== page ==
Wind instrument of ancient origin formerly made of wood but now of silver and other metals. From medieval times two methods of producing sound were used: (a) blowing across a round mouth-hole as on the panpipes or transverse (side-blown) flute; (b) blowing into a whistle mouthpiece (end-blown) as on the recorder or flageolet.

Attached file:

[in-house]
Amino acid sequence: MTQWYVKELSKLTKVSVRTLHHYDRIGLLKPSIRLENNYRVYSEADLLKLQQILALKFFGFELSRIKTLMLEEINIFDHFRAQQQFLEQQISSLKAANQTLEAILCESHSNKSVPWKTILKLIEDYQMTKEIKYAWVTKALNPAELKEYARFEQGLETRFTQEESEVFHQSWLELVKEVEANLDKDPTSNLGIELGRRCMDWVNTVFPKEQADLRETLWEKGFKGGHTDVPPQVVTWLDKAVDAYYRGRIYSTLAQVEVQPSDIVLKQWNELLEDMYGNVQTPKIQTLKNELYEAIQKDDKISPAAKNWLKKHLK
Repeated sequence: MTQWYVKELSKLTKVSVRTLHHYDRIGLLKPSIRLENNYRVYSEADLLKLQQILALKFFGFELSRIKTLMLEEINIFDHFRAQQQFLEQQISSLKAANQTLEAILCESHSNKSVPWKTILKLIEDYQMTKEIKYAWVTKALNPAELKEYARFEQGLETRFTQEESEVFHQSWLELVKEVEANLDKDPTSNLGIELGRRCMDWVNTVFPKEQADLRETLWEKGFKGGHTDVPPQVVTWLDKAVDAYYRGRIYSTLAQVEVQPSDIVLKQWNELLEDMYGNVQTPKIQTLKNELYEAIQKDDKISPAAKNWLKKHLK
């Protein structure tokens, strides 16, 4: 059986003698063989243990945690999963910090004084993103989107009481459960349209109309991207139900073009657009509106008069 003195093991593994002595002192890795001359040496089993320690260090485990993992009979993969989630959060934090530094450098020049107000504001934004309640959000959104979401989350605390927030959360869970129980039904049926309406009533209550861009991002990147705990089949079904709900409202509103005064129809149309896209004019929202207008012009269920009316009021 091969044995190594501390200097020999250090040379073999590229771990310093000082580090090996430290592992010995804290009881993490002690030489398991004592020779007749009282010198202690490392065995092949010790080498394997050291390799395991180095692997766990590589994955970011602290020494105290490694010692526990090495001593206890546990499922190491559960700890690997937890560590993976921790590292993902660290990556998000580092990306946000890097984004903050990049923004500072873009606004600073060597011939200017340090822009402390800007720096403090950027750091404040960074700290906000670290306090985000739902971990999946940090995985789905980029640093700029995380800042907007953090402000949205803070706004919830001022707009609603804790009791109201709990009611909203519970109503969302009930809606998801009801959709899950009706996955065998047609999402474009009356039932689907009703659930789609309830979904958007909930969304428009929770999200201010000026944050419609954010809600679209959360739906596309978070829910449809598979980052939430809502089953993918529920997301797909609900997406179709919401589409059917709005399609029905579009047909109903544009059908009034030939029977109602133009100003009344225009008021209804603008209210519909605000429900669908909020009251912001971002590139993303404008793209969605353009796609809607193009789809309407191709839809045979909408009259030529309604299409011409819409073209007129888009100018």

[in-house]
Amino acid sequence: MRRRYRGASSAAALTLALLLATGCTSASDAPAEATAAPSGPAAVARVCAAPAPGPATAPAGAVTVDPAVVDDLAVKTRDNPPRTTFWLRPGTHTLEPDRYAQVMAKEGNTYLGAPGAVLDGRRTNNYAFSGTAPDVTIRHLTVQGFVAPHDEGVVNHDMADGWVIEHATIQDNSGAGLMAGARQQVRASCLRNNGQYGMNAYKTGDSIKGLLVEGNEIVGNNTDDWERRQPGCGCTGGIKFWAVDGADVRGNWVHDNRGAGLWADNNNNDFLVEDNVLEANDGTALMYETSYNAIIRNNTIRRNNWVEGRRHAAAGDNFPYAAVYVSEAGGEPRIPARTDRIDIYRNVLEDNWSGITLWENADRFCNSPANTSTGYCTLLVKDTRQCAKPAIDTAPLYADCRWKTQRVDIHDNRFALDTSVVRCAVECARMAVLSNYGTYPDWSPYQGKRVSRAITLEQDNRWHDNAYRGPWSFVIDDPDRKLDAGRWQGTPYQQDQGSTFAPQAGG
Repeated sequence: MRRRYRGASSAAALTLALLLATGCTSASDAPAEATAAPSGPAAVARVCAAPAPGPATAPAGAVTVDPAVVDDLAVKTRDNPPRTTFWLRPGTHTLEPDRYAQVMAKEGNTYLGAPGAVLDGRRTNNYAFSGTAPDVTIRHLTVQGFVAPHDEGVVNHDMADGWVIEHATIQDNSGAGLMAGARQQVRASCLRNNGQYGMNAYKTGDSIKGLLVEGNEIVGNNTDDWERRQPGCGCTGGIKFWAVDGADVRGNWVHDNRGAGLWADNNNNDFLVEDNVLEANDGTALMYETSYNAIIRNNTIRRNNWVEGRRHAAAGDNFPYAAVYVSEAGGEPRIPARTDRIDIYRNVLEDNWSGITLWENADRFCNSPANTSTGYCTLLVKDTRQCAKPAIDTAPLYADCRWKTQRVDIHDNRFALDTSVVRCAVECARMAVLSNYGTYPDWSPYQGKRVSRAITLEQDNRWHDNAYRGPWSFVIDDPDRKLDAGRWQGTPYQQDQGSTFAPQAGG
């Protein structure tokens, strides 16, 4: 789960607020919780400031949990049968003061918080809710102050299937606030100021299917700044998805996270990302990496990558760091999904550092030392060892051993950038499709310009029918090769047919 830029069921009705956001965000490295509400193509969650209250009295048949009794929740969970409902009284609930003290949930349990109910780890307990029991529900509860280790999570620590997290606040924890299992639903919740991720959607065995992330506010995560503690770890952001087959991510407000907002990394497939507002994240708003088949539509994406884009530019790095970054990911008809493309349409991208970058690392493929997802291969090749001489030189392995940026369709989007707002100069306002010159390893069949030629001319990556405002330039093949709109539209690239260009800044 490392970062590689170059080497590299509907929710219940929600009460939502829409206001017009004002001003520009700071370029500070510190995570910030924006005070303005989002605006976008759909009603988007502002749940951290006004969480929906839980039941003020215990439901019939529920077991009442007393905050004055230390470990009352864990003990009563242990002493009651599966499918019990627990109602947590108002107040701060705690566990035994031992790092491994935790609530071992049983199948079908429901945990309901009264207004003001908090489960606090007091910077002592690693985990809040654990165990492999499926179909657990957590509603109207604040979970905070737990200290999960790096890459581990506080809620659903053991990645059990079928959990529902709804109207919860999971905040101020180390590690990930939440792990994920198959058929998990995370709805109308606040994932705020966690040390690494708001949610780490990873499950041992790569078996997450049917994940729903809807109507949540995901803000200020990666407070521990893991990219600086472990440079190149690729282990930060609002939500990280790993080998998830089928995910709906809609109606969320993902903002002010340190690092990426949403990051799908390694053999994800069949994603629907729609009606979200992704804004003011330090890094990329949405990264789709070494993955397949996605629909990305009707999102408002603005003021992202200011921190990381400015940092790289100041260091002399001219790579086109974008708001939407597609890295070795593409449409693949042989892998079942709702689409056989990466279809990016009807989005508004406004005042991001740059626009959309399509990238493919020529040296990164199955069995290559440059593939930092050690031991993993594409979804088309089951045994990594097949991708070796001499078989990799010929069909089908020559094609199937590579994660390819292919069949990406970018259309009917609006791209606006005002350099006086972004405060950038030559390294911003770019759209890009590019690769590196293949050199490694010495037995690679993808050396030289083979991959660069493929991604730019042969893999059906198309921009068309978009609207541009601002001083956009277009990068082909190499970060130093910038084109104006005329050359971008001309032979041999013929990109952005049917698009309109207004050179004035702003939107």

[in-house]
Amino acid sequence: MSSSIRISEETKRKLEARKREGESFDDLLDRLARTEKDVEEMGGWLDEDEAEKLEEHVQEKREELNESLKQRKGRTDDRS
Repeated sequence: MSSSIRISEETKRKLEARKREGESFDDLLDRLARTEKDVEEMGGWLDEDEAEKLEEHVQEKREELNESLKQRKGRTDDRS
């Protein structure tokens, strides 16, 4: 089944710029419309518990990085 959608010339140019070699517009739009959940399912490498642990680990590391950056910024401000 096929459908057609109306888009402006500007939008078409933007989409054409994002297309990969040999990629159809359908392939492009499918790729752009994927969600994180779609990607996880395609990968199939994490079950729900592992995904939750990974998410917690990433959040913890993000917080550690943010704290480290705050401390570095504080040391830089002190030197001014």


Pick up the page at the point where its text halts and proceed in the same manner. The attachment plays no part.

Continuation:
The word flute was used indiscriminately to denote both types during medieval times, but in the baroque period flute or flauto specifically meant the end-blown recorder. The modern flute is descended from the German (transverse) flute. Whereas today it is cylindrical in bore, stopped at one end, until the early 19th century it was conical. The player's breath sets in vibration the column of air inside the tube. Acoustically, the tube acts as an open one; the mouth-hole serves to prevent its acting as stopped and thus sounding an octave lower. The body orginally had one thumb-hole and from four to eight finger-holes. The first key was added in 1677, the second in 1726 by Quantz, flute teacher of Frederick the Great. The great flute virtuoso of the Bavarian Court Orchestra, Theobald Boehm, used an eight key flute, but revolutionized the instrument in 1832 with his 'ring key' system. In 1847, he produced a fifteen hole metal instrument with 23 keys and levers.
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